Bright Futures Program Debuts on East Coast

Bright Futures Program Debuts on East Coast

"They can become an attorney instead of the accused, law enforcement officials instead of incarcerated."

FREDERICK COUNTY, Va. -  Educators, law enforcement officials, CEOs, even local politicians gathered in Frederick County Wednesday morning to kick off a new program which focuses on using existing community resources to meet the needs of students and schools.  

Founded in 2010 in Joplin, Missouri; Bright Futures USA has 22 chapters throughout the country. At Frederick County's official kickoff Wednesday they celebrated being not only the first chapter in Virginia, but also the first on the east coast.

"Bright Futures is there so that all of our students can be successful, and in turn, our community can be successful," said Patrick Barker, Executive Director of the Frederick County-Winchester Economic Development Commission.

"They can become an attorney instead of the accused, law enforcement officials instead of incarcerated, a professional in healthcare verses a victim, and an entrepreneur or business owner versus unemployed," said Mark Merrill, President and CEO of Winchester Medical Center and Valley Health System.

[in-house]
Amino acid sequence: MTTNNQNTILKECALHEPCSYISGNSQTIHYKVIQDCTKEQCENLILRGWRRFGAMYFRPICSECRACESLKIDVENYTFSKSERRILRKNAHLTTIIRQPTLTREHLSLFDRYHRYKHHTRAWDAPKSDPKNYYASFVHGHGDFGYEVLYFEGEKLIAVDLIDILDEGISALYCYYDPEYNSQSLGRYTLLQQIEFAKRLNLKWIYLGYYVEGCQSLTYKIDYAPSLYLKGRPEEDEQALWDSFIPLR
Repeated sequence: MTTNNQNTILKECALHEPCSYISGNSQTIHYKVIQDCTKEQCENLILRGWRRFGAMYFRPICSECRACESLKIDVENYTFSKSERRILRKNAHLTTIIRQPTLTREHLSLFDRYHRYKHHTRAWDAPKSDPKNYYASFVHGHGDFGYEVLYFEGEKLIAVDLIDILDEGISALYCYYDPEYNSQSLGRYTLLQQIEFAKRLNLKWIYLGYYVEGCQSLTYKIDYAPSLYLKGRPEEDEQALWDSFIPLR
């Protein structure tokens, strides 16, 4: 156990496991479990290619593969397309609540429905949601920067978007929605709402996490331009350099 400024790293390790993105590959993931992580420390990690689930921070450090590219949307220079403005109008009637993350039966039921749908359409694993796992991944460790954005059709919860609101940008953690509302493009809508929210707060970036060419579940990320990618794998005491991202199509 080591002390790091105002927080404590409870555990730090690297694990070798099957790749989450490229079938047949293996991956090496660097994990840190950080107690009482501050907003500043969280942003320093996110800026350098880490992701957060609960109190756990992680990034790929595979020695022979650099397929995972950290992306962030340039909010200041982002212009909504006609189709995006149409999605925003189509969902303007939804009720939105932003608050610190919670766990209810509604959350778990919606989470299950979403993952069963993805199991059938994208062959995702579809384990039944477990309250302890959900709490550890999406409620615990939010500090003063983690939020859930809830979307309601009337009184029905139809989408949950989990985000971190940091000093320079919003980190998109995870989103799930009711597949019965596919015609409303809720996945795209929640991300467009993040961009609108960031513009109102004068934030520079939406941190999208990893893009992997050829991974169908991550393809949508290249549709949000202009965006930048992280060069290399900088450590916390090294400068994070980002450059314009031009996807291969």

Through the Bright Futures’ framework, Frederick County Public Schools will act as a liaison between needy students and community organizations.

"One thing about bright futures, it's not a Frederick County Public Schools thing,” said Steve Edwards, Communications Coordinator for FCPS. “It's a community thing. And if the community wasn't willing to step up and be the backbone, it wouldn't work."

"We’re not reinventing the wheel,” said Dan Martin, General Manager of the Courtyard Marriott in Winchester. “We’re just making that wheel much, much larger, so we have a vast amount of resources to meet the needs of students in Frederick County.”

These needs include anything from a new pair of shoes to an internship or reference letter.

Bright Futures USA encourages chapters to use social media to communicate with today's youth.

"We have a Facebook page!,” said Dr. David Sovine, Superintendent of FCPS. “That's a part of our rapid response, where needs can be posted. And our goal is to address those needs within 24 hours."

Kim Vann, the Executive Director of Bright Futures USA, was also in attendance at the kickoff breakfast.

"There hearts are as big as the geographic area that the county encompasses. It's very obvious. You can just see the energy and passion in the room with these community leaders,” she said of Frederick County’s new initiative for Bright Futures USA.

If you're interested in starting a chapter in your community, visit the following links for more information:

www.brightfuturesusa.org

www.brightfuturesfrederickcounty.org

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